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From Jake Choi ...@yahoo-inc.com>
Subject Re: cursor memory usage/limit vs memory usage/limit
Date Mon, 29 Jul 2013 00:40:15 GMT
Thanks a lot Christian for the well-explained documentation and this explains
why I'm seeing the trouble with topic durable subscriptions regarding the
per-destination memory usage & limit.

First, let me quote some from your writing:

"Main Broker Memory, Destination Memory, Subscription Memory

...

A destination, when it’s created, will create its own SystemUsage object
(which creates its own separate Memory, Store, and Temp Usage objects) but
it will set its parent to the be broker’s main SystemUsage object. A
destination can have its memory limits tuned individually (but not Store and
Temp, those will still delegate to the parent). To set a destination’s
memory limit:
...

So the destination usage objects can be used to more finely control
MemoryUsage, but it will always coordinate with the Main memory for all
usage counts. This functionality can be used to limit the number of messages
that a destination keeps around so that a single destination cannot starve
other destinations. *For queues, it also affects the store cursor’s high
water mark. A queue has different cursors for persistent and non-persistent
messages. If we hit the high water mark (a threshold of the destination’s
memory limit), no more messages be cached ready to be dispatched, and
non-persistent messages can be purged to temp disk as necessary (if the
StoreCursor will use FilePendingMessageCursor… otherwise it will just use a
VMPendingMessageCursor and won’t purge to temporary store).*

If you don’t specify a memory limit for individual destinations, the
destination’s SystemUsage will delegate to the parent (Main SystemUsage) for
all usage counts. This means it will effectively use the broker’s Main
SystemUsage for all memory-related counts.

*Consumer subscriptions, on the other hand, don’t have any notion of their
own SystemUsage or MemoryUsage counters. They will always use the broker’s
Main SystemUsage objects.* The main thing to note about this is when using a
FilePendingMessageCursor for subscriptions (for example, for a Topic
subscription), the messages will not be swapped to disk until the cursor
high-water mark (70% by default) is reached.. but that means 70% of Main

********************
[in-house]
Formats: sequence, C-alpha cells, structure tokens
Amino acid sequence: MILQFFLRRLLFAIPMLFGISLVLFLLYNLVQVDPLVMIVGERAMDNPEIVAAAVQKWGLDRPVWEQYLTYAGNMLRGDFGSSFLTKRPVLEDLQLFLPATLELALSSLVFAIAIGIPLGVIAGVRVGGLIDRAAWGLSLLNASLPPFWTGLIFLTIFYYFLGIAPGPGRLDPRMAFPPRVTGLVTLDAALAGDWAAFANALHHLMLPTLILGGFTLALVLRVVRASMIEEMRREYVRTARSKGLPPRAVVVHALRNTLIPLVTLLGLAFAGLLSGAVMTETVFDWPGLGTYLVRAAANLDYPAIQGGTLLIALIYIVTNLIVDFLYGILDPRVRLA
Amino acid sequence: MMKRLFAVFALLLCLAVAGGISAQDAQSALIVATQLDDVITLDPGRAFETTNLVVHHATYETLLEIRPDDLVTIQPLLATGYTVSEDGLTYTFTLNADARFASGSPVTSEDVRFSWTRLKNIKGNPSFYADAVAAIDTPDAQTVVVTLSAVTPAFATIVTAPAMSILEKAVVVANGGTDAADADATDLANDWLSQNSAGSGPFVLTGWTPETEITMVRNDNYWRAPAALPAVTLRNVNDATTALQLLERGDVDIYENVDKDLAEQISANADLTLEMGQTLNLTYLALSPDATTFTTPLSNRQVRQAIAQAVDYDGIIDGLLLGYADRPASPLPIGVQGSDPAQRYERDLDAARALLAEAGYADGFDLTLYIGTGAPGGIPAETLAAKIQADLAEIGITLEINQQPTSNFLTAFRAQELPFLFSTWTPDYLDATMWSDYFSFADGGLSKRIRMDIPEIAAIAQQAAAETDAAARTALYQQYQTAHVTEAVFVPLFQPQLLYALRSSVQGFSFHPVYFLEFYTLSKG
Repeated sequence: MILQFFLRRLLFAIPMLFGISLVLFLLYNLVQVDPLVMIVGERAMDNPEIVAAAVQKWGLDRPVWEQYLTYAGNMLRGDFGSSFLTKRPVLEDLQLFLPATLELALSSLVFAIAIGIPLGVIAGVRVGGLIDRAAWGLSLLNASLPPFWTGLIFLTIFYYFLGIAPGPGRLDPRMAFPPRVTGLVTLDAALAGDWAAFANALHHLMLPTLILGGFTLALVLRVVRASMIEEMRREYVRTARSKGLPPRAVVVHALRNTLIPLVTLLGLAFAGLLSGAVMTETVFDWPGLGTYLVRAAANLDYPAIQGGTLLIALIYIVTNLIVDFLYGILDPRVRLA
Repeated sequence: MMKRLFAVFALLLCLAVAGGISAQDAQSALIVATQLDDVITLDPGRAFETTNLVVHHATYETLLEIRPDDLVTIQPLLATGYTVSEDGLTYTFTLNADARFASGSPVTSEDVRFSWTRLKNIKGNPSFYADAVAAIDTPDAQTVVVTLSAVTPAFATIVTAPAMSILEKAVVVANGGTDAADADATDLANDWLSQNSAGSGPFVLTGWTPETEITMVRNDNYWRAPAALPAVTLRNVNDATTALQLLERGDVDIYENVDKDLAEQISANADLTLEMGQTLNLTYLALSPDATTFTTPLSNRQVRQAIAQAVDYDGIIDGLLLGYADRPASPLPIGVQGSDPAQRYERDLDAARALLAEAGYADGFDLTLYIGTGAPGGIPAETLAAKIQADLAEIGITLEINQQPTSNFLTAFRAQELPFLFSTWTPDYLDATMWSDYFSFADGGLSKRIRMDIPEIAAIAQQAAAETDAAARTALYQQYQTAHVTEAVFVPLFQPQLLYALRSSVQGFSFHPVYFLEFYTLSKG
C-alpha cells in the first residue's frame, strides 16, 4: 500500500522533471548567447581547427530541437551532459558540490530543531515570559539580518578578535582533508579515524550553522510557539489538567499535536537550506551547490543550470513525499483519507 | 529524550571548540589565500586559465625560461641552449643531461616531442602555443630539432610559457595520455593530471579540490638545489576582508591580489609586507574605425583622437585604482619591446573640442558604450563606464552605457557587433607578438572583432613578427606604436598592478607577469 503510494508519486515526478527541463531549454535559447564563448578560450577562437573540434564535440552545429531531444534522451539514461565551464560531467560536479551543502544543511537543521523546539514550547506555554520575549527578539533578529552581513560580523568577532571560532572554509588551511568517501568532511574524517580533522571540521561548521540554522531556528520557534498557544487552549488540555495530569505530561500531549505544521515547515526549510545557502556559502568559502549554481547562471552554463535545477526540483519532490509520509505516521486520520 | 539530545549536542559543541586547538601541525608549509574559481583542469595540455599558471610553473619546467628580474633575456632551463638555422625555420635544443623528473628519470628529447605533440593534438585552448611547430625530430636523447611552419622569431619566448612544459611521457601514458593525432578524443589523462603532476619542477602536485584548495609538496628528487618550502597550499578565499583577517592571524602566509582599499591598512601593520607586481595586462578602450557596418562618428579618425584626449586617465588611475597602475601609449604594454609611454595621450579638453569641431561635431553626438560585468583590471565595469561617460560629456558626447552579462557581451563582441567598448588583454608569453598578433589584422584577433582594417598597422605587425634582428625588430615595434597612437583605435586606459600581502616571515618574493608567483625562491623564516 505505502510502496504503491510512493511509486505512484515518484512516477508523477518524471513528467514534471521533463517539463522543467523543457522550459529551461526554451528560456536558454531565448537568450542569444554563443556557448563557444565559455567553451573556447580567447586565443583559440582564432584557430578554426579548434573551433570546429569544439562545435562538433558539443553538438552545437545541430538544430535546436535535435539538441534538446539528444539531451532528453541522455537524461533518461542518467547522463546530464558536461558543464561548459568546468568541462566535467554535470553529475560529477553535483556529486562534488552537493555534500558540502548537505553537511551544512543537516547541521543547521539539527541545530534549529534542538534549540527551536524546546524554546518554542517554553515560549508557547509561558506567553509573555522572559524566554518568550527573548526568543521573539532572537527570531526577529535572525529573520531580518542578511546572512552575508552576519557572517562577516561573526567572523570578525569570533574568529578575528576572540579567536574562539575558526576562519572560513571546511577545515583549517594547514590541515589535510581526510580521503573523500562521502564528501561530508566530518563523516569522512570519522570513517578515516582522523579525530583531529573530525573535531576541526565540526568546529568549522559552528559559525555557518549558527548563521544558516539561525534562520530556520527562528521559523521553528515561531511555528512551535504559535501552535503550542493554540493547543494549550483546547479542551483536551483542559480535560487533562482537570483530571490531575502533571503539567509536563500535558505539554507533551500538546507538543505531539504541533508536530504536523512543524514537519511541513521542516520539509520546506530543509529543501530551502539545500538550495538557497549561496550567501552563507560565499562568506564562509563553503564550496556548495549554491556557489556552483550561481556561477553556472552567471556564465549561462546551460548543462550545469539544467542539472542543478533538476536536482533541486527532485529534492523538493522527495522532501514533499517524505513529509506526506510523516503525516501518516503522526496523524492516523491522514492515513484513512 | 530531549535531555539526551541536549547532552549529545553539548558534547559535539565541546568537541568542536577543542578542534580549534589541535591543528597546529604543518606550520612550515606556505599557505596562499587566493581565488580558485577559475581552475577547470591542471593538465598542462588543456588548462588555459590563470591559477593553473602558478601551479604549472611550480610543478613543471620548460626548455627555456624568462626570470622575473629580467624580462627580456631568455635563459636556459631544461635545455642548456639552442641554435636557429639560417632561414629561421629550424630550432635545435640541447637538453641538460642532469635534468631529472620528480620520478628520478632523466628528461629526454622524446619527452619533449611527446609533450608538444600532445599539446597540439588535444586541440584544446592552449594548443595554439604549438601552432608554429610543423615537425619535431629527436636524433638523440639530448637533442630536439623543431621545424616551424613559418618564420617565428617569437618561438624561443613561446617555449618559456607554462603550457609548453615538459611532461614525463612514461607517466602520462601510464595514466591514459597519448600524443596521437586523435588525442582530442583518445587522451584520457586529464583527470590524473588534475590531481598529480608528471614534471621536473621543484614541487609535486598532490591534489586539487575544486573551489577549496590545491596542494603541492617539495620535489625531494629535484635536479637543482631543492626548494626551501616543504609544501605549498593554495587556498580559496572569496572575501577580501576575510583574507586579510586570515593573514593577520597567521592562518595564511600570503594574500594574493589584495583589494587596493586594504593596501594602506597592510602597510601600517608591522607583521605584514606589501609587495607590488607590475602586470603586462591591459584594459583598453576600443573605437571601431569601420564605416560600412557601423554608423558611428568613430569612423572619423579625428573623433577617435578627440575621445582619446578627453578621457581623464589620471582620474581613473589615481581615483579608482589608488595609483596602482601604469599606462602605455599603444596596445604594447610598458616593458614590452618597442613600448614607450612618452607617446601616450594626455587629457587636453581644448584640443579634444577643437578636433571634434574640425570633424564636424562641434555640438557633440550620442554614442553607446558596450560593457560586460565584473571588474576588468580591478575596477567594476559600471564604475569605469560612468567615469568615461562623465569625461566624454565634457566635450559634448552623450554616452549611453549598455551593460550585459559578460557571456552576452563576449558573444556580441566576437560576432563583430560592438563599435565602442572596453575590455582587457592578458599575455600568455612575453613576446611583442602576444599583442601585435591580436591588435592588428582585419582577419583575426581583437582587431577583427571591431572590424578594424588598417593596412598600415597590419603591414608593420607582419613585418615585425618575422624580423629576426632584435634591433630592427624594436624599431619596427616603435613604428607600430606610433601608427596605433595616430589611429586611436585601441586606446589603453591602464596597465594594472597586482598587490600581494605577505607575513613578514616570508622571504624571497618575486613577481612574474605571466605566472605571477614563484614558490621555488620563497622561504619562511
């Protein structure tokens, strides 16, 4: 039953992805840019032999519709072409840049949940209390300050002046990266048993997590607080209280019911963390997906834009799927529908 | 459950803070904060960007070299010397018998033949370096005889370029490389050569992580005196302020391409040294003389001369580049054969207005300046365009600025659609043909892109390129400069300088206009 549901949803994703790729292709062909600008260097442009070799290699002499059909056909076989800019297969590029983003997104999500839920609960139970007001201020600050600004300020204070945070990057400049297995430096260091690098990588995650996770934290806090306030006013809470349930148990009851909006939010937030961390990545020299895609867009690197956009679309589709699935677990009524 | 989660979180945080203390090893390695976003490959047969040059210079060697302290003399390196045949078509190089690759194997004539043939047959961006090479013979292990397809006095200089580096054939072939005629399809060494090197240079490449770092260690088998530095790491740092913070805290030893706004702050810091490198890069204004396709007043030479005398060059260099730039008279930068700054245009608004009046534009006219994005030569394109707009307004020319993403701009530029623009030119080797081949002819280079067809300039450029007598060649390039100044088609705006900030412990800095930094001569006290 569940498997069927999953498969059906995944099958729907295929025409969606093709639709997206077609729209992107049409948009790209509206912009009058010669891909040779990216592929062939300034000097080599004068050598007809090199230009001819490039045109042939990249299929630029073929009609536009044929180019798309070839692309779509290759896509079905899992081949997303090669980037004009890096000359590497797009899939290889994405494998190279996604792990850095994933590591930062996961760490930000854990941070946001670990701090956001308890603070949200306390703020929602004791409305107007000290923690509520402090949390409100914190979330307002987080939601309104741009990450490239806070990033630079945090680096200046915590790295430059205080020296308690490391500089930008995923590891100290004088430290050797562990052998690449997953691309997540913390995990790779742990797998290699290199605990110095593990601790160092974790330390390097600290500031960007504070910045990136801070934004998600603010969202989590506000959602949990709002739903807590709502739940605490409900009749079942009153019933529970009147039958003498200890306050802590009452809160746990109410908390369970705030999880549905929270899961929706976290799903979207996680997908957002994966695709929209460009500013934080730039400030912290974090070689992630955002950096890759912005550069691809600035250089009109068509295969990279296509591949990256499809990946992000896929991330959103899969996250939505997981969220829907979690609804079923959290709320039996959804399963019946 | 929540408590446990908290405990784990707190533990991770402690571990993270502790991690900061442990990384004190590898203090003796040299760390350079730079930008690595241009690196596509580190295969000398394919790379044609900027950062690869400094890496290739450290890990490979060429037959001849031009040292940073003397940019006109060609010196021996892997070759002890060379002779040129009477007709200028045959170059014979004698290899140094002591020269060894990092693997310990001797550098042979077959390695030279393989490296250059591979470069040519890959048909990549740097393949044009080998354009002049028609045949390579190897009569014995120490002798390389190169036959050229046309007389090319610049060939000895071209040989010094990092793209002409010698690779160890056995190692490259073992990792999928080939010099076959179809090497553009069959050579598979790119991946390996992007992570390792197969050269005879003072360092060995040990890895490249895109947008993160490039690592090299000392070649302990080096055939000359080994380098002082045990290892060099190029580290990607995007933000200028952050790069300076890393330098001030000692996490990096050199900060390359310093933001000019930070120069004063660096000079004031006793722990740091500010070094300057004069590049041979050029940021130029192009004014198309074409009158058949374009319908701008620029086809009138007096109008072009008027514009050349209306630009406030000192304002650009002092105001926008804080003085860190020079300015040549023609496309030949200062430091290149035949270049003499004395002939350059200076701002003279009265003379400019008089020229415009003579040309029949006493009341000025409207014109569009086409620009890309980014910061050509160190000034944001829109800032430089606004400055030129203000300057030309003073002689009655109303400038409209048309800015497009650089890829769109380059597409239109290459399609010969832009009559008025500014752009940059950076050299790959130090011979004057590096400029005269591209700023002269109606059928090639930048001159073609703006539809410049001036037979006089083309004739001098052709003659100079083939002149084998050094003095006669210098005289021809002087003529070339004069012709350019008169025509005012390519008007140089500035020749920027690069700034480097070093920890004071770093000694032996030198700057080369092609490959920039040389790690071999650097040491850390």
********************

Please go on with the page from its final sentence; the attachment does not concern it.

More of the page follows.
memory will need to be reached. That could be a while, and a lot of messages
could be kept in memory. And if your subscription is the one holding most of
those messages, swapping to disk could take a while. As topics dispatch
messages to one subscription at a time, if one subscription grinds to a halt
because it’s swapping its messages to disk, the rest of the subscription
ready to receive the message will also feel the slow down..."

What I don't understand from the above is why consumer subscriptions (and
their cursors) of topics are not using per-destination MemoryLimit but share
the Broker's main MemoryLimit, unlike the queues (please see the bolded
sentences above).  Due to this + some logics inside AbstractStoreCursor's
space checking logics, PFC always kicks in for the topic whenever the
persistent store cursor's cache (pendingList) gets full.  Let me explain
what's happening:

1. A topic is created, with per-destination memory limit = 1MB and broker's
main memory limit = 5MB.
2. Topic's SystemUsage (for PFC purpose) is configured with per-destination
memory limit (1MB), while TopicStorePrefetch(persistent store cursor)'s
SystemUsage (for remaining cache space checking purpose) is configured with
broker's main memory limit (10MB).
3. The 1st message of 0.8MB is published:
   a. PFC doesn't kick in at Topic layer, as Topic#memoryUsage#isFull is
true.
   b. It's cached to the persistent cursor, as AbstractStoreCursor#hasSpace
is true.
   c. per-dest memory usage % becomes 90%, while main memory usage % becomes
9%.
4. The 2nd message of 0.8MB is published:
   a. PFC doesn't kick in either, as per-dest memory usage is 90% (< 100%).
This is fine.
   b. *(I expect here that this second message shouldn't be cached to the
cursor but invalidate it, but)this second message is also cached to the
persistent cursor, as AbstractStoreCursor#hasSpace is still true: 9% < 70%
(main memory usage high watermark)!!!*
   c. per-dest memory usage % becomes 180%, while main memory usage %
becomes 18%.
5. The 3rd message of 0.8MB is published:
   a. *(I don't want this behavior but) PFC kicks in!!!* because
per-destination memory limit is exceeded (180%).

The behavior I wanted to see is: at #4.b. TopicStorePrefetch checks cursor
memory availability against per-dest memory limit (not against broker's main
memory limit) so that cursor pending cache gets disabled (just keeps what
has been cached) w/o increasing the per-destination memory usage.

I don't want to block persistent message publishing to topics by the
per-destination memory limit but only for non-persistent message publishing,
cause the store size allowed for a destination is relatively higher than the
memory limit: e.g. I'd like to allow per-destination persistent message
publishing up to 10GB disk space without being blocked by the memory limit &
PFC...  How can I achieve this?



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